The Charles Schwab Bank feature we like the most is its unlimited ATM fee rebates. There’s no fee to use a Schwab Bank ATM, which makes sense if you can find one, but it also offers unlimited, worldwide usage of ATMs without paying a fee. If there is a fee, you’ll get refunded for it.
It allows withdrawing $1,000 daily from ATMs and spending up to $15,000 per day with its Visa debit card.
Started in 2001 with the basic name of Bank of Internet USA, what’s now called Axos Bank was one of the first banks to offer banking services exclusively online.
What it’s well known for now is a rewards checking account with no monthly fee and no minimum deposit.
To earn up to 1.25% APY, which is a variable rate, you have to meet three criteria each month:
- Direct deposits of $1,000 or more.
- Use a debit card at least 15 times.
- Minimum $3 purchase on each debit card transaction.
Each of the three reward tiers earns 0.4166% APY, totaling 1.25% for reaching all three. After direct deposits of $1,000, the other tiers are 10 debit card transactions, and then five more to reach the third tier. Don’t do any of these things and you won’t earn interest.
Balances up to $150,000 will earn interest, so don’t expect the interest-earning party to continue when you’re that well off.
It’s rare for a bank to offer money to open a checking account. Chase gives new customers a free checking account for setting up direct deposit.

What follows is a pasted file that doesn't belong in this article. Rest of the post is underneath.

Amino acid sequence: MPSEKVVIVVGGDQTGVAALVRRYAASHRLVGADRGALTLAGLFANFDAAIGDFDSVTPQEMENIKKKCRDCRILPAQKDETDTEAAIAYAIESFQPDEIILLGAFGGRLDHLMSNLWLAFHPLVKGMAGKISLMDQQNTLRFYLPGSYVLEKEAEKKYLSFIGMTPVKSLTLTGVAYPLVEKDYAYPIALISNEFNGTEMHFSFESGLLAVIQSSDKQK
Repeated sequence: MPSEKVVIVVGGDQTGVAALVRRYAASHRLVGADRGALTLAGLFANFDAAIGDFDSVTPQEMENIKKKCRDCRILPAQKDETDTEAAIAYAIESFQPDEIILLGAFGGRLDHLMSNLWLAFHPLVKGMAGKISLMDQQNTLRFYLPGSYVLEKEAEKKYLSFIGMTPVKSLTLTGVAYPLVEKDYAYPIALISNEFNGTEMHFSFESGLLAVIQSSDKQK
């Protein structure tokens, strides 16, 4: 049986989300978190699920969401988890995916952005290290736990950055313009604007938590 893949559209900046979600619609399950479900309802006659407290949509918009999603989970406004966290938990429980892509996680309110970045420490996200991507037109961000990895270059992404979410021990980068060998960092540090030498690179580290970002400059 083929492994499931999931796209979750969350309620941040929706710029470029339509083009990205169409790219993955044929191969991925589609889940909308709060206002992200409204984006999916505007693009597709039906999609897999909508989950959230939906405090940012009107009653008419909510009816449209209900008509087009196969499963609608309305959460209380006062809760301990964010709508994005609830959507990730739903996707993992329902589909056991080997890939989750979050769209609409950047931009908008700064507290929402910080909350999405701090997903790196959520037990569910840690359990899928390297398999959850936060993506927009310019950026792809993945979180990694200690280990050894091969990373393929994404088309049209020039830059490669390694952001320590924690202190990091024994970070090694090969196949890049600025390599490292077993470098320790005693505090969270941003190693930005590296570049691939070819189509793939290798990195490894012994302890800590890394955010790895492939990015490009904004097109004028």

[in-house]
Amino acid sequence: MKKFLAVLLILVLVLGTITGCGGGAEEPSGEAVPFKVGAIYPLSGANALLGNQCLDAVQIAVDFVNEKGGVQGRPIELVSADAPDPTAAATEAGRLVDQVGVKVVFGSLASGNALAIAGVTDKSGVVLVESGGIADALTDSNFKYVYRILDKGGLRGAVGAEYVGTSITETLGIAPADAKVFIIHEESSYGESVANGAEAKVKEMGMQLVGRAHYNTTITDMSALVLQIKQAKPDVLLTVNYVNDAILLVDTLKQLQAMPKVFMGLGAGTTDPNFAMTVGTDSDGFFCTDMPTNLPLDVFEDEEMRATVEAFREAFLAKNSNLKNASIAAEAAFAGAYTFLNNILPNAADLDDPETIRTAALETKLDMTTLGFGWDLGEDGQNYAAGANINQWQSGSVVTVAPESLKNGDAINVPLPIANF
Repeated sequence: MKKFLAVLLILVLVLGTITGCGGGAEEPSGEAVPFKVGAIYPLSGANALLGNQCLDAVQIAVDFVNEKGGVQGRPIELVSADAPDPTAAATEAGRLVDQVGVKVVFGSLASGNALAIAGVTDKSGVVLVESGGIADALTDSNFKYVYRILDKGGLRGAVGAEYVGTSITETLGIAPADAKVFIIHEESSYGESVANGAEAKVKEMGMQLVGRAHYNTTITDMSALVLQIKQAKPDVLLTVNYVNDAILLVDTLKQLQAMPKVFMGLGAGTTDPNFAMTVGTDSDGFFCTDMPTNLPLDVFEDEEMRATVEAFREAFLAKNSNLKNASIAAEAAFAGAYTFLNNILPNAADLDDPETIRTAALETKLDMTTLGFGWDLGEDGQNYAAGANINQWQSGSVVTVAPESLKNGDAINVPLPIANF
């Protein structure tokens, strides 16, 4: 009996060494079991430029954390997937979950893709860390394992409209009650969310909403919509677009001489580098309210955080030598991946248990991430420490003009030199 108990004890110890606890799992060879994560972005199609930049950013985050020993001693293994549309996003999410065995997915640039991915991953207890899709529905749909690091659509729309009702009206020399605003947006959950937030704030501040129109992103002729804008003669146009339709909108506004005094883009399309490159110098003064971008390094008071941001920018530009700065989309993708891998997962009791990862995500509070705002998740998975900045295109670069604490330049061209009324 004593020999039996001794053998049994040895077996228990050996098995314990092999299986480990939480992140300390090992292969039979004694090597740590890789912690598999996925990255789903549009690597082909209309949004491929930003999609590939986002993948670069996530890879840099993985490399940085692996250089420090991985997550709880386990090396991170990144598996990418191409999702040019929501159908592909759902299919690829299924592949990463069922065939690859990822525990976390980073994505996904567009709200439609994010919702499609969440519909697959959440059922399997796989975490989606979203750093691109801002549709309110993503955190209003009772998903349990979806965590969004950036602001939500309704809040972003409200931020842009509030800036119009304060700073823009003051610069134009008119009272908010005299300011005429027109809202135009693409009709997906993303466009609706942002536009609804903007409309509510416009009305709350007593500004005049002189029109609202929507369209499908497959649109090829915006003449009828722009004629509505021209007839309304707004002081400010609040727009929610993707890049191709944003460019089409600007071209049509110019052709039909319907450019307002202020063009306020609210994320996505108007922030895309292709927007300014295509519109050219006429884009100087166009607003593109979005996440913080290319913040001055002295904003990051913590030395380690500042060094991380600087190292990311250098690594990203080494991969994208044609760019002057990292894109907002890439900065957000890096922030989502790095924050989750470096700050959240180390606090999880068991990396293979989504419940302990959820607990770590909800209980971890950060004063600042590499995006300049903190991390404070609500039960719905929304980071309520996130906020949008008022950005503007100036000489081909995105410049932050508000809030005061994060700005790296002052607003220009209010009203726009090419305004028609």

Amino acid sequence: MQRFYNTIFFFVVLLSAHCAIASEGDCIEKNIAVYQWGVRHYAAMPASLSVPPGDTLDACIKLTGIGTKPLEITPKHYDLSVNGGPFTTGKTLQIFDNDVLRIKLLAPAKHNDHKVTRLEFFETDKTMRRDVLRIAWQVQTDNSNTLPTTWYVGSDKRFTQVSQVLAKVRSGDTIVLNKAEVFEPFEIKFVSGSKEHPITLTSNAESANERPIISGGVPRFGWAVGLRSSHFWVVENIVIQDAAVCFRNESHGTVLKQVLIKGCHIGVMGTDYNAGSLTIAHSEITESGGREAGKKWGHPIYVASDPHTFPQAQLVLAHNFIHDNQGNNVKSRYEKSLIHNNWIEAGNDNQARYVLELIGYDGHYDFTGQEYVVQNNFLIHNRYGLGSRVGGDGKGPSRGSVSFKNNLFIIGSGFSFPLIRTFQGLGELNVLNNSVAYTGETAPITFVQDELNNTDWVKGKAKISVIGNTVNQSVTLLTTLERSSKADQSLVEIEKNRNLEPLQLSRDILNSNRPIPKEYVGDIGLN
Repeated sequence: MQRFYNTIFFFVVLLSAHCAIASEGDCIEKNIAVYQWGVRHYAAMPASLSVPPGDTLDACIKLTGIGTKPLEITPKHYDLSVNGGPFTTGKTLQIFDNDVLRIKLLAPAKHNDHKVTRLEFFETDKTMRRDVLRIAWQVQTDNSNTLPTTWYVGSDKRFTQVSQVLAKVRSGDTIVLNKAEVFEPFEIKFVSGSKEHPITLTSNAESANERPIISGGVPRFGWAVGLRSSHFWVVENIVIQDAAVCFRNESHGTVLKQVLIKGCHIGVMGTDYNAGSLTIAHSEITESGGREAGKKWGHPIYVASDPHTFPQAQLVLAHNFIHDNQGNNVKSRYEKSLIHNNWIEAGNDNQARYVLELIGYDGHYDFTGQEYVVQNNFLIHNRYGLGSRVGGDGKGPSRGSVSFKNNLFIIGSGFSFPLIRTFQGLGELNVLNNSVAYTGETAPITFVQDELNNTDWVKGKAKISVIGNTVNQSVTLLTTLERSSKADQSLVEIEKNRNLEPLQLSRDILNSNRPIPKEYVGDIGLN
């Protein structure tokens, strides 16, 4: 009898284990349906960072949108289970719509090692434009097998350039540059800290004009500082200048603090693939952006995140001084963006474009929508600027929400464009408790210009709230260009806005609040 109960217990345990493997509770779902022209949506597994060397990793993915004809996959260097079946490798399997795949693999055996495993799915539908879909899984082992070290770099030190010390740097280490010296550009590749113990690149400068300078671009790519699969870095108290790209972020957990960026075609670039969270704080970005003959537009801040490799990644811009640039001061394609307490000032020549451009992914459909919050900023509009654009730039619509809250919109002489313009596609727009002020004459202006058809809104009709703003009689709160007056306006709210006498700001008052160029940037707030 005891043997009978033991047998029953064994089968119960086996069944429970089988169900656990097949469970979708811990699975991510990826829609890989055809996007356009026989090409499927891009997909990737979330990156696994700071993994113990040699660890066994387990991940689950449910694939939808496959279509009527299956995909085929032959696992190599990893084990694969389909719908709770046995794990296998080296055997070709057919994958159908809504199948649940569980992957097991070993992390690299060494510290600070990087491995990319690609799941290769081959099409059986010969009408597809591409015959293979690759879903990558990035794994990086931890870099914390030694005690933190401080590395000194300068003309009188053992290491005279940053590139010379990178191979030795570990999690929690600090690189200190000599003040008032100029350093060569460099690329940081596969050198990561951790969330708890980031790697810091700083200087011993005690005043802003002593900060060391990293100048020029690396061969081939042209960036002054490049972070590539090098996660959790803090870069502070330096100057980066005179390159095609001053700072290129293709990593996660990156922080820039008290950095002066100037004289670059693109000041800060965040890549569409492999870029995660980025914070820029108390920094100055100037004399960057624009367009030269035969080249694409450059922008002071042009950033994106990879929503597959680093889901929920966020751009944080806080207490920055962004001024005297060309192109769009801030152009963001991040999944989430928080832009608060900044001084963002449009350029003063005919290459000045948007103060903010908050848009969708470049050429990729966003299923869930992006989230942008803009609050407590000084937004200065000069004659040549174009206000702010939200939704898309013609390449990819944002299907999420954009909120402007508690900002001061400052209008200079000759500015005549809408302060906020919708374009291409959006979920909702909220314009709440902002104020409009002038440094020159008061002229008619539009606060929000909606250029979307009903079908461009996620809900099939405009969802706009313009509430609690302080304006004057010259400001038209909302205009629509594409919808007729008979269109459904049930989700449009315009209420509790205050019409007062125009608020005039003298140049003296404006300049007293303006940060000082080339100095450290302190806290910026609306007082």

The Chase Total Checking account pays $200 for opening an account by Jan. 20, 2021, setting up direct deposit, and then receiving your money within 10 business days.
If a customer closes the account within six months, the bonus will be deducted at closing.
A $12 monthly service charge can be avoided by doing one of three things:
- Direct deposit of at least $500 per month.
- $1,500 minimum daily balance.
- $5,000 average daily balance.
Since opening a checking account to get the $200 bonus requires setting up direct deposit, then keeping direct deposit will get the fee waived each month. It’s a lot simpler than the requirements that some banks have to waive monthly fees.
This checking account doesn’t pay interest. Only two of its accounts do, at 0.01%.
Known for cash back rewards on its credit cards, Discover does the same thing with its rewards checking account.
Discover Bank’s Cashback Debit account pays 1% cash back on spending up to $3,000 in debit card purchases each month. Maximizing it pays $30 per month or $360 per year. Like the bounty that Chase pays for opening a checking account, this account at Discover Bank pays for keeping an account open at almost double the amount in a year.
Keeping a Discover Bank Cashback Debit account open is easy too because there are no fees.
There’s no monthly account fee, has free ATM withdrawals, and there’s no minimum initial deposit or ongoing balance requirement, among other free services.